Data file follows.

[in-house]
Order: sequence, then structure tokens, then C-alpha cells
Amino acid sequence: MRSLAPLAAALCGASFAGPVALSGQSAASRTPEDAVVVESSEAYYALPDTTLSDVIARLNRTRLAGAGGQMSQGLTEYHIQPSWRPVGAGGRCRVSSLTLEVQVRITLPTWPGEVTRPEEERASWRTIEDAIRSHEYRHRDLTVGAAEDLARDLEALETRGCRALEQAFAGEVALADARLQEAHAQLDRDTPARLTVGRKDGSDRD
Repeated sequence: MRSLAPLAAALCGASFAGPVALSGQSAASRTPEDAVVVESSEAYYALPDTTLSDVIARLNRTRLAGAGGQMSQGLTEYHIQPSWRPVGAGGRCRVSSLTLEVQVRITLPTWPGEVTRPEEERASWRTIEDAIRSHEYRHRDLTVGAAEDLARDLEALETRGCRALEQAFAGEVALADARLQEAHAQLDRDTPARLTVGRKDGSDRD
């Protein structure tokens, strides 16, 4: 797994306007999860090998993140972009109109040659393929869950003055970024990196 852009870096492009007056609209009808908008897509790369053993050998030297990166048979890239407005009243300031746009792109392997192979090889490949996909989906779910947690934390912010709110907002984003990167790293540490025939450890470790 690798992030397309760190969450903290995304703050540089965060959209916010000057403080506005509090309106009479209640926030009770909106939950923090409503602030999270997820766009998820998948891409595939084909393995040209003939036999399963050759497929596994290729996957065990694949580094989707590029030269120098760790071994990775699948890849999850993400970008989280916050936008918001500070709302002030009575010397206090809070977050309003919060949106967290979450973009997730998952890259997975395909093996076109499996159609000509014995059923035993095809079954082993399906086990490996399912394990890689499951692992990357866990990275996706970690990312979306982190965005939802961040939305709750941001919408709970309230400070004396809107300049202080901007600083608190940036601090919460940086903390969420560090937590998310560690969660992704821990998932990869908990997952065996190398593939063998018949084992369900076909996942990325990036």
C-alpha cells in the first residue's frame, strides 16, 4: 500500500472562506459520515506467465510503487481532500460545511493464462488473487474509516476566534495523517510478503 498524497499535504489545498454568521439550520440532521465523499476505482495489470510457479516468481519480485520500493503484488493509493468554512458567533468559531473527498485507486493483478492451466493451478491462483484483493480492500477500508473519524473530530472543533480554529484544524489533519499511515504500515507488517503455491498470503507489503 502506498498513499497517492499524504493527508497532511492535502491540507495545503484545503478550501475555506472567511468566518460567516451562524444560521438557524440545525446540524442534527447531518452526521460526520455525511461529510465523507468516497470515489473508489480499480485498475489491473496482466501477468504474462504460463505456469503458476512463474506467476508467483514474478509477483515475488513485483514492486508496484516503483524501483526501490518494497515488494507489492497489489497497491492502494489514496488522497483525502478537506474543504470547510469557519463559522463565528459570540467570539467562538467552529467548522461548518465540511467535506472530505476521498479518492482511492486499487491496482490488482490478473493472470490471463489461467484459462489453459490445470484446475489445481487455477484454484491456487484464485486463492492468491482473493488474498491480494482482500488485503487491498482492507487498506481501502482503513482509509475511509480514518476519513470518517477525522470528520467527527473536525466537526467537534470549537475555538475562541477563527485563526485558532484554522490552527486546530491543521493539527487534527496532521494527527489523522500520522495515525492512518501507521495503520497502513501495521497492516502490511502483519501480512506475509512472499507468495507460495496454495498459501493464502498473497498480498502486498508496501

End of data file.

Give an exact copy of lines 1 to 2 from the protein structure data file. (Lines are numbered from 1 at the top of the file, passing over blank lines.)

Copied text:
[in-house]
Order: sequence, then structure tokens, then C-alpha cells